An unplanned FitzFilm Festival over the weekend took an unexpected and ironic thematic turn. We started with "Capote" on Saturday night. This was my choice, and the Doc drifted in and out of sleep as I watched Philip Seymour Hoffman show his Oscar-winning form. Great movie, beautifully filmed, and somewhat troubling to those of us who harbor a writer's aspirations. Brillliant writer publishes an astonishing work in an entirely new genre and achieves fame and celebrity of a level he has always dreamed. Over the next twenty years, he never finishes another book and slowly drinks himself to death. "Isn't there something else you could do?" the Doc asks as we get ready to go to sleep.
The next night, the Doc selects "The Weather Man," starring Nicholas Cage, Hope Davis and Michael Caine. Maybe it's not on your must see list, but I have liked Cage since "Raising Arizona" and the Doc's affection for him goes all the back to "Valley Girl." So, here again we find a protagonist on the cusp of greatness in his field; Cage's character is on the short list for weatherman on a national morning show hosted by Bryant Gumbel, cleverly titled "Hello America." So that's wonderful, except that his marriage is over, his teenage kids are struggling, people keep pelting him with fast food leftovers, and his father (Caine), winner of both a Pulitzer and a National Book Award, is dying.
(Let me just stray here a moment to say that it would be nice to see Hope Davis in a happy marriage just once. "The Secret Lives of Dentists" - husband thinks she's cheating on him. "The Matador" - child dies and a tree crashes though her house. "About Schmidt" - marries a big loser. Okay, she's happy with Harvey Pekar in "American Splendor," but in almost all her other movies, she embodies angst or agony. Very odd for a woman named Hope)
So back to "The Weather Man." Is splitting the title into three words supposed to make us think he's some sort of superhero? Cage has tried to follow his father's path to success, but the one novel he labored to finish is terrible, even his wife hated it, and every step he tries to take forward becomes a stumble in the wrong direction. He finally ponders homicide as a solution, but the film's lighter moments don't let us take this seriously. In the end he trashes the novel, takes the national job, lets his marriage go, buries his father and reconnects with his kids. Oh, and carries a bow and arrow around New York City, which seems to ward off the food throwers.
So the inspiring message to writers is what? Don't try to be a writer? It will destroy your family and make you feel worthless? Caine dismisses writing as "Just something I'm good at because I've had a lot of practice." So Cage embraces his role as a grossly overcompensated TV clown who brings pleasure to millions. Maybe it's because I don't watch morning news shows, but I found the plot resolution pretty annoying.
Moving from Oscar nominated fare to forgettable to largely unknown, the Doc picked out "Winter Passing," with Zooey Deschanel as a young stage actress in New York City who is estranged from her father, a former National Book Award winner who hasn't published anything for seven years. Hmm. Note for the future: movies advertised as quirky and offbeat are usually not sidesplitters. So poor Zooey's doing okay as an actress, but she's got some real problems with men and cocaine, and when she goes home to Michigan to try to find some of her parents' love letters to sell to a publishing house, she finds that her dad (Ed Miller), who's an old school academic radical, has gone loopy. How loopy? He has moved into the garage, although sometimes he sleeps in the backyard, where all his bedroom furniture is, because the bedroom is where he plays golf. Will Ferrell plays his live-in caddie, handyman, and bodyguard (asking Zooey for some ID before he will let her into the house), and Amelia Warner handles the cooking, cleaning and grocery shopping, including a steady supply of bourbon for Miller. The acting is fine, except for Ferrell, whose celebrity prevents him from contributing quietly. But the story ends wrapped in a tidy bow as Zooey easily kicks the coke, starts jogging and makes friends with her dad's pals. She also comes to terms with her mother's suicide, saves her father from the same fate, and decides not to publish the letters. And when she returns to New York, she gets the role she auditioned for, and the nice boy brings her flowers on opening night.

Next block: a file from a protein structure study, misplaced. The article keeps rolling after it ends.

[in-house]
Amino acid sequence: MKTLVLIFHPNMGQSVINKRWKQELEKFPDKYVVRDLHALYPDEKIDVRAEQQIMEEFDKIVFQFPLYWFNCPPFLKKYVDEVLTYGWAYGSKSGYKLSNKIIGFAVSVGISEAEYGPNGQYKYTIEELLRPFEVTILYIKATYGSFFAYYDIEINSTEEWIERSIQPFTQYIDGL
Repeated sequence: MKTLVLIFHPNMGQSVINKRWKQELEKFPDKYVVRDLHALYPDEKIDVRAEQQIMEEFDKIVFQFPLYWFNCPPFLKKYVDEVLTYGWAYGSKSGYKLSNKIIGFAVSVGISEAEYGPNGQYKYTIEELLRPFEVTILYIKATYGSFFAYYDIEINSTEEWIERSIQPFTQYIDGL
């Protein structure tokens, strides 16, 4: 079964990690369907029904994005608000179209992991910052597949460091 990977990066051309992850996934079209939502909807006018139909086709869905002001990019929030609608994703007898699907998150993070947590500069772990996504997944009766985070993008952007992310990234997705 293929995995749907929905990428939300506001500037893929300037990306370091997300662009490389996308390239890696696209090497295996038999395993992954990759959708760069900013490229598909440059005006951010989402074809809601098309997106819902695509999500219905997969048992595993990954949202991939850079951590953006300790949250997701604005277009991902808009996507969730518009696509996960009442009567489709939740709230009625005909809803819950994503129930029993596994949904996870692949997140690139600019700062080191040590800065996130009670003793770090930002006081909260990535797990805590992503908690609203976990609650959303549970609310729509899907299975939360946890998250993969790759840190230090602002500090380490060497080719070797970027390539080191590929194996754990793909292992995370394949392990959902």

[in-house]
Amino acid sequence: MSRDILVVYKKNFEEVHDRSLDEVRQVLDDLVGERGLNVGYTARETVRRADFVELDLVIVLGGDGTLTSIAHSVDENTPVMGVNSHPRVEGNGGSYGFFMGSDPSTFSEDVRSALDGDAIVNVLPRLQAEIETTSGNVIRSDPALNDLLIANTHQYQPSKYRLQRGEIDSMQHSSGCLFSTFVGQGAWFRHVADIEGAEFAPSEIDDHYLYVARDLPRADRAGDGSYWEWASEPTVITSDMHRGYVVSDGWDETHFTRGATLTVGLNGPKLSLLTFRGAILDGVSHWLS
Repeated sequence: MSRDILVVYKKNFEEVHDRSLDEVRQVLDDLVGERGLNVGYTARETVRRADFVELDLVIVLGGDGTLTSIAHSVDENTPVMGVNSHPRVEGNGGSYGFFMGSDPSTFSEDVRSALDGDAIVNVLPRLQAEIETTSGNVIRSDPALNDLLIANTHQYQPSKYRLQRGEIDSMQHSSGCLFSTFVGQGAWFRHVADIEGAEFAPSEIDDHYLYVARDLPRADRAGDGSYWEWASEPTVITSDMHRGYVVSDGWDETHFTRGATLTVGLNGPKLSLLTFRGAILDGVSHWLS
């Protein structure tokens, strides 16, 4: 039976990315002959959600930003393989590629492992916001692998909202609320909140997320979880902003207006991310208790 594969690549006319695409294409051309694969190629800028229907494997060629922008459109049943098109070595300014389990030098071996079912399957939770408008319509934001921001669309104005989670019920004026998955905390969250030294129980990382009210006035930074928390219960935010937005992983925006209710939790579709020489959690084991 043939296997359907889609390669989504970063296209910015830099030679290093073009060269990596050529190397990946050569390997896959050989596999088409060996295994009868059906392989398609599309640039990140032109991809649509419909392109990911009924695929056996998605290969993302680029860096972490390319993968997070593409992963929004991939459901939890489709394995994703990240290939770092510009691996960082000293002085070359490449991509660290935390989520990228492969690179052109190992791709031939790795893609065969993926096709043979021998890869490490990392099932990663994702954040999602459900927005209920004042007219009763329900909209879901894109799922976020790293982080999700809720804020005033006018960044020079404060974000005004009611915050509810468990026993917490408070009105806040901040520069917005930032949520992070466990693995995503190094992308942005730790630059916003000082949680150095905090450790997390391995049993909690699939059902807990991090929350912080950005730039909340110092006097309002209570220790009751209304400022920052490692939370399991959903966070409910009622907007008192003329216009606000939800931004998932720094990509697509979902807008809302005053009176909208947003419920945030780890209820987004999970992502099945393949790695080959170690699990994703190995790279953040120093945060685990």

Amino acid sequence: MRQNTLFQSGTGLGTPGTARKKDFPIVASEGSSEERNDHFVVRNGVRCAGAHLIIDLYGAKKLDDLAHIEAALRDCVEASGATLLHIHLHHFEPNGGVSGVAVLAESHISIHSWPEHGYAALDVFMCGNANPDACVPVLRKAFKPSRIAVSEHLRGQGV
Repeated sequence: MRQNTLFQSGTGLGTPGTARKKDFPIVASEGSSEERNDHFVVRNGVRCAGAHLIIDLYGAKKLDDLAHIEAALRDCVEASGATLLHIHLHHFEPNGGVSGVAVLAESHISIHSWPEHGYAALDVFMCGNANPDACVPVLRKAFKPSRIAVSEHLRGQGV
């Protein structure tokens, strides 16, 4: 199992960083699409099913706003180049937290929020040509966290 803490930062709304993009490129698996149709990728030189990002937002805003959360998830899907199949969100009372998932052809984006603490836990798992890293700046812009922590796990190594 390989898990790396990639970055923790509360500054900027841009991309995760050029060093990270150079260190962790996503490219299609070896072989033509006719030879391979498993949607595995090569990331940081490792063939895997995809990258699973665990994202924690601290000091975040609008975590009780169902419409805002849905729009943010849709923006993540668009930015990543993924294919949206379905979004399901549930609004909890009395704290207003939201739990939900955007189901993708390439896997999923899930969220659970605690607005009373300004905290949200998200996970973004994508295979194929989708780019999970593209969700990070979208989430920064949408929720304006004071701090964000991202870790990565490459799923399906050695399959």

Now, this final installment of the festival worked out better for the writer character (first of all, he lives, and, it appears, happily), but, the fantasy ending reminds me of the John Grisham novels where the protagonists live out their days on a sunny tropical beach without a care. It turns out "Winter Passing" is writer and director Adam Rapp's first effort as a filmmaker. His film credits heretofor are as a "Creative Consultant" on "The L Word," but he has published numerous plays and novels for young adults. So, he writes novels for kids, TV dramas about lesbians, and this movie appeals to which of those audiences? It's actually a nicely filmed movie, but even before I checked Rapp's resume, I thought he needed to grow up. I just pity the poor kid who's read this guy's books, sees Deschanel and Ferrell on the cover and grabs what he thinks will a be a hip reteaming of the successful duo from "Elf."
So, I think we'll take a little break from the movie rentals, at least until I find out if there are any writers in "King Kong."